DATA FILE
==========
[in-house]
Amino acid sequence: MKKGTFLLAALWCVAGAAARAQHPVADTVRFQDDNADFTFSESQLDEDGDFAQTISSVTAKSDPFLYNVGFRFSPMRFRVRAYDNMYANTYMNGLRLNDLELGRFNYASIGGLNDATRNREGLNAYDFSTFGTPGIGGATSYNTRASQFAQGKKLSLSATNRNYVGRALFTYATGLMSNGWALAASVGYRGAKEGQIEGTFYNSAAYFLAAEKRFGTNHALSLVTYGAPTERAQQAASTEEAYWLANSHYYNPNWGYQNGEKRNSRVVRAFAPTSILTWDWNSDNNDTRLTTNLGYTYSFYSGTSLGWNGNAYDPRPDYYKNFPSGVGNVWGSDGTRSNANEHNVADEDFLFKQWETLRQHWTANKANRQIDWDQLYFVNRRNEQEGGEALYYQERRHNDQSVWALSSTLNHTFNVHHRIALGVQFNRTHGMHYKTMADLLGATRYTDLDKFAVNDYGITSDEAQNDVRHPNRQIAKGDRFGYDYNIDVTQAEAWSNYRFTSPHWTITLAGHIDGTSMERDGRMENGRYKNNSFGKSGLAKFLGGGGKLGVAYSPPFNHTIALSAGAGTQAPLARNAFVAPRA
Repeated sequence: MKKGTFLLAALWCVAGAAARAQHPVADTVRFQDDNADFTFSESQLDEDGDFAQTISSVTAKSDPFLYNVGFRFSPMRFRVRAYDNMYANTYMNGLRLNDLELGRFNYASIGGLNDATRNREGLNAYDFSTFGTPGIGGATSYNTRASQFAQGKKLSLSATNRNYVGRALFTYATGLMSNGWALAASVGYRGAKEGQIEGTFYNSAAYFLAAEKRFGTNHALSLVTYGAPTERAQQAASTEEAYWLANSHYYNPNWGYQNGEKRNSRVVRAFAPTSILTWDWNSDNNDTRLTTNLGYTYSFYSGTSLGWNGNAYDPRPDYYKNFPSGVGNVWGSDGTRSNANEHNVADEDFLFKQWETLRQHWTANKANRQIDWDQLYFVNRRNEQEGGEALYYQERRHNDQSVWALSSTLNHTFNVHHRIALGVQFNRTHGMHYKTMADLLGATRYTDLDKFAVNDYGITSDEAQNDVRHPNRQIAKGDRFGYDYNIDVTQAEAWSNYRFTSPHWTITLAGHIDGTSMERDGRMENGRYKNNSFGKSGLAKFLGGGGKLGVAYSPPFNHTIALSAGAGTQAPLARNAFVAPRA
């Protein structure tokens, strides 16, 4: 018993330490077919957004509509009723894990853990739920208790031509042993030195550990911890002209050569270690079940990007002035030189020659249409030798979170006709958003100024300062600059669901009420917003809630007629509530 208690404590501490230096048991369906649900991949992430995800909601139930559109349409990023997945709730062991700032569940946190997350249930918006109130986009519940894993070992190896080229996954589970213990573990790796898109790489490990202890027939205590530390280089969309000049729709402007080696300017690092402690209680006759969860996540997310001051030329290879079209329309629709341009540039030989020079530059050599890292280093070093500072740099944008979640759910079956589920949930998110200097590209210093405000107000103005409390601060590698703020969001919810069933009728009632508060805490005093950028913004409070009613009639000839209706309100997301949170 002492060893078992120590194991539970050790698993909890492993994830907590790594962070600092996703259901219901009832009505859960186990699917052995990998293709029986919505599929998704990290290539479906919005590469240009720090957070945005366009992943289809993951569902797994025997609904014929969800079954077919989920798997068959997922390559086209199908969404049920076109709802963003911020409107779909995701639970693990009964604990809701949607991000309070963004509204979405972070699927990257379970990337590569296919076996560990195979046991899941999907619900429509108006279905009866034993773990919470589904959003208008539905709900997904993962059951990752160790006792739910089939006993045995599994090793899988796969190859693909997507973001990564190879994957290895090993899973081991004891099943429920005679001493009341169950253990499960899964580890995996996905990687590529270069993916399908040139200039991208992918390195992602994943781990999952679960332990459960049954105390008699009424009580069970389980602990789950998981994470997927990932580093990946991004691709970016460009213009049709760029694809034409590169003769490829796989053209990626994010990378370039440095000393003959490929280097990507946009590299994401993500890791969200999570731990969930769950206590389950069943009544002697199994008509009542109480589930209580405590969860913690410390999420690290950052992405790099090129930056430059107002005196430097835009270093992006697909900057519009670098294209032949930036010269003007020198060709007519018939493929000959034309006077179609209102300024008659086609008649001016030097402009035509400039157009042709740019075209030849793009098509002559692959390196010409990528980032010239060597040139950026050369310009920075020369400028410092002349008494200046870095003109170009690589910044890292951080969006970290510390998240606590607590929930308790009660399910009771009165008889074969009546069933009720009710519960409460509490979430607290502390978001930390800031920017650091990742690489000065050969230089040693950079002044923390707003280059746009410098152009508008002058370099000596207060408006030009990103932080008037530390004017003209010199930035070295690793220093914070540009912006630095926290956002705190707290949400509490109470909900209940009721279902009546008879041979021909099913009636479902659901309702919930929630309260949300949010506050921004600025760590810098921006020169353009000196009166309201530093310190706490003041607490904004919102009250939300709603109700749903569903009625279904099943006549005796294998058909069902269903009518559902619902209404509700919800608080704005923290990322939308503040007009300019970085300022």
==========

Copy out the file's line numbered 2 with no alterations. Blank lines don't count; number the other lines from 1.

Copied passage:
Amino acid sequence: MKKGTFLLAALWCVAGAAARAQHPVADTVRFQDDNADFTFSESQLDEDGDFAQTISSVTAKSDPFLYNVGFRFSPMRFRVRAYDNMYANTYMNGLRLNDLELGRFNYASIGGLNDATRNREGLNAYDFSTFGTPGIGGATSYNTRASQFAQGKKLSLSATNRNYVGRALFTYATGLMSNGWALAASVGYRGAKEGQIEGTFYNSAAYFLAAEKRFGTNHALSLVTYGAPTERAQQAASTEEAYWLANSHYYNPNWGYQNGEKRNSRVVRAFAPTSILTWDWNSDNNDTRLTTNLGYTYSFYSGTSLGWNGNAYDPRPDYYKNFPSGVGNVWGSDGTRSNANEHNVADEDFLFKQWETLRQHWTANKANRQIDWDQLYFVNRRNEQEGGEALYYQERRHNDQSVWALSSTLNHTFNVHHRIALGVQFNRTHGMHYKTMADLLGATRYTDLDKFAVNDYGITSDEAQNDVRHPNRQIAKGDRFGYDYNIDVTQAEAWSNYRFTSPHWTITLAGHIDGTSMERDGRMENGRYKNNSFGKSGLAKFLGGGGKLGVAYSPPFNHTIALSAGAGTQAPLARNAFVAPRA